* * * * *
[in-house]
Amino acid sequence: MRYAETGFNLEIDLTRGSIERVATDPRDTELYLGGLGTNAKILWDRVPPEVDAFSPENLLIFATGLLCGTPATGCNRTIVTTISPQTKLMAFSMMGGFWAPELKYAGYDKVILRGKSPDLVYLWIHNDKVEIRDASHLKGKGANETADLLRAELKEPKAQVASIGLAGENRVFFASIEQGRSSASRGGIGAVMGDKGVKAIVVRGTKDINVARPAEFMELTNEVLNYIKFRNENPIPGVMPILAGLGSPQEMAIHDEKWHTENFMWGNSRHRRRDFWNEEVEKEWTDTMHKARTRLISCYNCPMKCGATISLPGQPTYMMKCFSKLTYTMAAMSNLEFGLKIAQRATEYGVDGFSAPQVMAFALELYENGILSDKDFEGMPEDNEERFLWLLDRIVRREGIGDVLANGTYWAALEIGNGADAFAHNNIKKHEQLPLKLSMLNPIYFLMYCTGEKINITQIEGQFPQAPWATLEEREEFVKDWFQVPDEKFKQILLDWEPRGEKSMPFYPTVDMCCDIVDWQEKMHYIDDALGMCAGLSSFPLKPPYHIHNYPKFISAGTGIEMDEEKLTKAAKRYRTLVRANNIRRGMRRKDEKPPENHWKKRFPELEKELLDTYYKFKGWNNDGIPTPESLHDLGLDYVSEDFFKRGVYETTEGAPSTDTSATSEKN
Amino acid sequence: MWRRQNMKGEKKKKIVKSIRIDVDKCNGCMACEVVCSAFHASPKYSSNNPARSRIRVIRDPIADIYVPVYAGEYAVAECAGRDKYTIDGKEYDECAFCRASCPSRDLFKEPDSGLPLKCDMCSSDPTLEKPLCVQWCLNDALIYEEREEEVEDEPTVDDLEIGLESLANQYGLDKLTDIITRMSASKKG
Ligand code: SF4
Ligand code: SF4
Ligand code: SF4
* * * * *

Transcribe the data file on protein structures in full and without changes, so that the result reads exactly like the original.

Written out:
[in-house]
Amino acid sequence: MRYAETGFNLEIDLTRGSIERVATDPRDTELYLGGLGTNAKILWDRVPPEVDAFSPENLLIFATGLLCGTPATGCNRTIVTTISPQTKLMAFSMMGGFWAPELKYAGYDKVILRGKSPDLVYLWIHNDKVEIRDASHLKGKGANETADLLRAELKEPKAQVASIGLAGENRVFFASIEQGRSSASRGGIGAVMGDKGVKAIVVRGTKDINVARPAEFMELTNEVLNYIKFRNENPIPGVMPILAGLGSPQEMAIHDEKWHTENFMWGNSRHRRRDFWNEEVEKEWTDTMHKARTRLISCYNCPMKCGATISLPGQPTYMMKCFSKLTYTMAAMSNLEFGLKIAQRATEYGVDGFSAPQVMAFALELYENGILSDKDFEGMPEDNEERFLWLLDRIVRREGIGDVLANGTYWAALEIGNGADAFAHNNIKKHEQLPLKLSMLNPIYFLMYCTGEKINITQIEGQFPQAPWATLEEREEFVKDWFQVPDEKFKQILLDWEPRGEKSMPFYPTVDMCCDIVDWQEKMHYIDDALGMCAGLSSFPLKPPYHIHNYPKFISAGTGIEMDEEKLTKAAKRYRTLVRANNIRRGMRRKDEKPPENHWKKRFPELEKELLDTYYKFKGWNNDGIPTPESLHDLGLDYVSEDFFKRGVYETTEGAPSTDTSATSEKN
Amino acid sequence: MWRRQNMKGEKKKKIVKSIRIDVDKCNGCMACEVVCSAFHASPKYSSNNPARSRIRVIRDPIADIYVPVYAGEYAVAECAGRDKYTIDGKEYDECAFCRASCPSRDLFKEPDSGLPLKCDMCSSDPTLEKPLCVQWCLNDALIYEEREEEVEDEPTVDDLEIGLESLANQYGLDKLTDIITRMSASKKG
Ligand code: SF4
Ligand code: SF4
Ligand code: SF4